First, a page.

Off to Paris! The packing up took just under 2 hours–good information to know when we pack up to go home in 2 weeks. (But please don’t make me think about going home yet!) Our host, Benjamin, comes by before we leave and returns our deposit of 100£. That means we now have to get rid of these British pounds! We’ll pay the cabbie and then exchange them in Paris because we ain’t coming back here to use them.
Our cabbie was from Somalia and he was a very genial fellow. He was also a VERY well-informed member of the world. He had a good grasp of American politics and talked about pretty advanced economic theories. He was way ahead of me and he’s making a living as a cab driver. It was a pleasant and interesting drive to the train station.
Before we left on this trip I bought a couple of “knife safes” so we could bring good knives with us to use in the kitchen. I was pretty proud of myself when I thought to order them from Amazon and with our Amazon Prime I was able to get Sunday delivery. But I was REALLY mad when I could not find them the day we left! I did find them in London when I unpacked my suitcase which made me even madder at myself for not remembering that they were there. BUT I was happy that my memory is somewhat failing me because we discovered that we could not carry any knives over 3″ in length on the train to Paris. So if I would have remembered where the knife safes were and if I would have brought the knives, we would have lost them. (And they would have been our nice, expensive knives.) So now I think I’m brilliant!
Howard fortunately had read thoroughly about the procedures at the train station. He made sure we got to the security line and through immigration and customs in good time. The train trip through the Chunnel was easy and fast. And, no, we did not see any fish! Our driver eventually found us at the Paris station after a few back and forth phone calls. I finally realized all I needed to tell him was that we were in front of the #5 voie (platform) which I could read off the sign in front of me.
The Paris traffic to our apartment was a mess! He dropped us off in front of our apartment door and successfully got us into the foyer. We said “Merci, au revoir!” And then quickly realized we could not get through the second security door. We were in luck; he had not yet pulled away from the curb. He showed us that we needed to place a magnetic key ON the apartment registry list–we never would have figured that out but apparently it is a usual thing here in Paris.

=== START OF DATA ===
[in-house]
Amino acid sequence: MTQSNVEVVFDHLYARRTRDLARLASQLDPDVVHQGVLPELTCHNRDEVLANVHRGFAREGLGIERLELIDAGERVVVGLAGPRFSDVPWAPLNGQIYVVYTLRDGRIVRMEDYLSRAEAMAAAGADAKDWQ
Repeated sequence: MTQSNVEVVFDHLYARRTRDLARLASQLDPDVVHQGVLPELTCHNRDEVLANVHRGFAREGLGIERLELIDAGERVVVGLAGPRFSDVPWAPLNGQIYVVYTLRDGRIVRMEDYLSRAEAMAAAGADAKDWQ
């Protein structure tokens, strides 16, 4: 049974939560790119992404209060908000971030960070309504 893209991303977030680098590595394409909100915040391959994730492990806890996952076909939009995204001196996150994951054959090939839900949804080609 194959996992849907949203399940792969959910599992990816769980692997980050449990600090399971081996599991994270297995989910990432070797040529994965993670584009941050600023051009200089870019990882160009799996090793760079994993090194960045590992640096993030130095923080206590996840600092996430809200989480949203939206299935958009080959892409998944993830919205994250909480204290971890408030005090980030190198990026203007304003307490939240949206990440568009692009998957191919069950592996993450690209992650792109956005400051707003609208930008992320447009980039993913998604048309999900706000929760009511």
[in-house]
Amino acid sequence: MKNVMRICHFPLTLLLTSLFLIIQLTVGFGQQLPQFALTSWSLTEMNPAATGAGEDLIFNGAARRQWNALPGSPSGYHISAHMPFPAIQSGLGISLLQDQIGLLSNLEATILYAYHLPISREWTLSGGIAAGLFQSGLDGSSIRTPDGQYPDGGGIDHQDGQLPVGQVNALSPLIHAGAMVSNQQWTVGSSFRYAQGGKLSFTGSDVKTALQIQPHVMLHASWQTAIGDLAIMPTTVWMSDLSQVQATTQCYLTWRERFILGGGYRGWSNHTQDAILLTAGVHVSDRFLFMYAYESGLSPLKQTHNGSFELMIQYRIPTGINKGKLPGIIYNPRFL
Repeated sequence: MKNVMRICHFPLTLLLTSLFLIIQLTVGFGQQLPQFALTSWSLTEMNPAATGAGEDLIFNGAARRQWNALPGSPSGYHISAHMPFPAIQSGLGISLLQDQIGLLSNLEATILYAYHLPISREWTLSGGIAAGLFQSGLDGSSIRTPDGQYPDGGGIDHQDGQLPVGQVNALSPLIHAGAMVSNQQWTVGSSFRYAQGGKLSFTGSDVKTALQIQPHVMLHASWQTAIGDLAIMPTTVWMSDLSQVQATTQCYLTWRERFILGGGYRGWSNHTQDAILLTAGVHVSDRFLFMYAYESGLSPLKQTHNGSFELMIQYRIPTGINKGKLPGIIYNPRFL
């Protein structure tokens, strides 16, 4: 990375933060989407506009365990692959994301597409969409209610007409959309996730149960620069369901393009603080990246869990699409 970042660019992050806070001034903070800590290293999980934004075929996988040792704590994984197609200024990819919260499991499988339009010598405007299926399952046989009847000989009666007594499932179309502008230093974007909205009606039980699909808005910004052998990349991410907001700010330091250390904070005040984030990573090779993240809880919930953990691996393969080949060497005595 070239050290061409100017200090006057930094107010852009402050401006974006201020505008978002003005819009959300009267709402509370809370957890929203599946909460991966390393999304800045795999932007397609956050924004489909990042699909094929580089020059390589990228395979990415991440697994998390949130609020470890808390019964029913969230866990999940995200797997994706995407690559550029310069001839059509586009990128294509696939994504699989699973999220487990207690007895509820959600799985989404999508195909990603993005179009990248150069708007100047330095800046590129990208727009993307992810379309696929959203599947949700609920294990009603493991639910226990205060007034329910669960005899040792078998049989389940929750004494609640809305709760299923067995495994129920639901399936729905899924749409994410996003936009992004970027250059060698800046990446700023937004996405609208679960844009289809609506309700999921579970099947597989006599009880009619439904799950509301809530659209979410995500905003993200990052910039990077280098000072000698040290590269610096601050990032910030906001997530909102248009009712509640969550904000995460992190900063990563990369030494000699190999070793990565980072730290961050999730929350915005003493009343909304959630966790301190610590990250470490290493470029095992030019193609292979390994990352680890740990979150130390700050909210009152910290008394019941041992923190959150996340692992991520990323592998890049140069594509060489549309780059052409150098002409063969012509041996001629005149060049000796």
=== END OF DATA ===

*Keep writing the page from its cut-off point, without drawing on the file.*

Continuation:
Up we go 4 flights of stairs (80 steps!) with 5 pieces of luggage and a couple of small over-the-shoulder bags (camera and iPad bags). My heart nearly exploded! And my arthritic knees nearly gave out. I thought all our walking and climbing in London for a week made us much stronger! Apparently that was not the case. So hopefully 2 weeks in Paris will help us on our way to fitness.
We have a beautiful apartment in the very best part of Paris! We have stayed in this area of Paris several times and know our way around. We have favorite shops and restaurants here and we feel right at home. Howard ran out right away to get some wine for us. We sat back with our feet up and the windows open so we could listen to the wonderful sounds of Paris, sip our wine and consider the 2 weeks we have ahead of us.
The apartment has a collection of restaurant business cards from past tenants. We find one that is nearby and I make a reservation via the Internet (much more easy than calling and having to communicate effectively by phone). We get a reservation for 7pm. Before dinner we take a little walk. It’s raining just a little but we really don’t notice.
At 7 we are the first to arrive at this REALLY tiny restaurant, Le Petite Vatel. It seats 18 people max! The lady is so nice and helpful. She brings us the little blackboard with the evening’s choices. We understand 75% and she fills in the rest of the information for us. Howard orders blood sausage in filo for his 1st course and beef cheeks with potatoes and nicely cooked vegetables for his 2nd course. I order little steamed clams for my 1st course and veal stuffed with ground lamb and beef with roasted garlic and perfectly cooked carrots, haricot verte and cauliflower.
We are happy to finally get some really good vegetables! There is a dearth of good vegetables in London. We share the third course: a nice big slice of aged Lauguiole cheese. French cheese–magnifique! For the dessert course we both have clafoutis with mirabelle plums. Espresso coffee ends the meal. The price for our meal was $145. And that is exactly the price we’d expect to pay for that kind of dinner–unlike London where everything is so incredibly expensive. The exchange rate is 1€ to $1.13 here in France–that’s the lowest we’ve seen for over 10 years!!! What a great first dinner in Paris! We could have not asked for anything more. We are off to a great start.
Speaking of the current exchange rate… It’s a good thing we spent 3 months living in France in the spring of 2014. After living there for so long we decided, because of the cultural unrest and the bad economy, that France would not be a good choice for our second home. (We chose Ashland, OR instead!) If we would have had our usual month-long vacation, we would have not had sufficient information to really decide if France was for us. With insufficient information and with the current exchange rate we would have been tempted to buy a place in France and that would have been a bad decision. So our 3 month-long adventure in France was a very good idea!